We Are In A Blog!

When you think of elephants and pigs you probably don’t conjure up images of best friends playing hide and seek, going on long road trips, eating ice cream or dancing together. All of that is about to change when you read Mo Willems, Elephant and Piggie series.

Elephant, or Gerald as he is better known, is cautious and at times pessimistic (an elephant after my own heart), while Piggie is simply impulsive – Together they make the perfect pair that will keep you laughing book after book.

Not only are their books hysterical, but they are fantastic easy readers that will help children learn how to read. (Learn more about Willems series philosophy here.) They are also wonderful Early Literacy books. They will keep you and your children reading for hours AND demonstrate proper conversation etiquette. So again in just one book we hit two of the American Library Associations Five Early Literacy Practices: Reading and Talking.

Make sure you check out their website (actually it’s the Pigeon’s website, but he is kind enough to share) for even more interactive fun and laughs!

READ – It’s That Easy

Reading is easily one of the most important and the most commonly thought of activity for you to do with your child. However, studies indicate that shared reading isn’t done much anymore.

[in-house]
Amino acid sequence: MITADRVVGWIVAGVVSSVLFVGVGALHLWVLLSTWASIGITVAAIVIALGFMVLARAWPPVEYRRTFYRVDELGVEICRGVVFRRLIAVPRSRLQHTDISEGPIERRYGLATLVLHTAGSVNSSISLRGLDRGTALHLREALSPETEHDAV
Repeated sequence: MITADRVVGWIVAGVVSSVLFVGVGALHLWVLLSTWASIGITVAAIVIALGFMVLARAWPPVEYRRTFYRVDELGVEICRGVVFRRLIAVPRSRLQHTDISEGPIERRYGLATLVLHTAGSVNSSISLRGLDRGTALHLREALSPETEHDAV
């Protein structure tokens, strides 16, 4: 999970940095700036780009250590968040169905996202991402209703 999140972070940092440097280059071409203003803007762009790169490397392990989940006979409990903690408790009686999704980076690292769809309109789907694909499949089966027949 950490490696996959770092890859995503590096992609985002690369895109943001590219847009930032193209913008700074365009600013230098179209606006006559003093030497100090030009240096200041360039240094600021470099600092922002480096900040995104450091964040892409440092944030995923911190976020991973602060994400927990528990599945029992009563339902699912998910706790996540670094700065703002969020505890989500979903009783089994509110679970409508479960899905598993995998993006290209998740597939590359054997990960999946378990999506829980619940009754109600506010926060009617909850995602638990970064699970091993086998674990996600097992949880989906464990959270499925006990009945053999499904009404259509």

Shared reading develops a child’s vocabulary and comprehension, nurtures a love for reading and motivates children to want to read on their own later. All of this is good because kids need to know close to 100,000 words in order to be critical thinkers and strong readers; and what better way to learn than through books? By reading together you also model how to use books, you have the opportunity to explain scenes in your own words, you use a variety of words in a variety of ways and you expose children to voice inflection.

So by simply sitting down together to read a book or two you will have the opportunity to help your child in immeasurable ways.

Some of the ways you can add reading into your daily lives are by:

  • Reading a book
  • Reenacting a book
  • Putting on a puppet show based on a book
  • Reading nursery rhymes
  • Attending a storytime at the library
  • And as a bonus: Most of the books published also incorporate at least one, if not more, of the other Early Literacy Practices!

Check out the library’s website, or come into the library to pick up an Early Literacy brochure for book suggestions. It’s not too late to sign up for the Marshall District Library’s annual Summer Reading Club. We have something for all ages all summer long, so we hope to see you soon!

This is the final post in our Five Early Literacy Practices discussion series. I hope you have found these blogs beneficial and have begun to incorporate the Five Early Literacy Practices in your daily lives. Make sure you stay tuned for additional posts on Early Literacy. In the meantime, if you have any questions or would like more information please do not hesitate to contact the library at 269-781-7821, ext 15.

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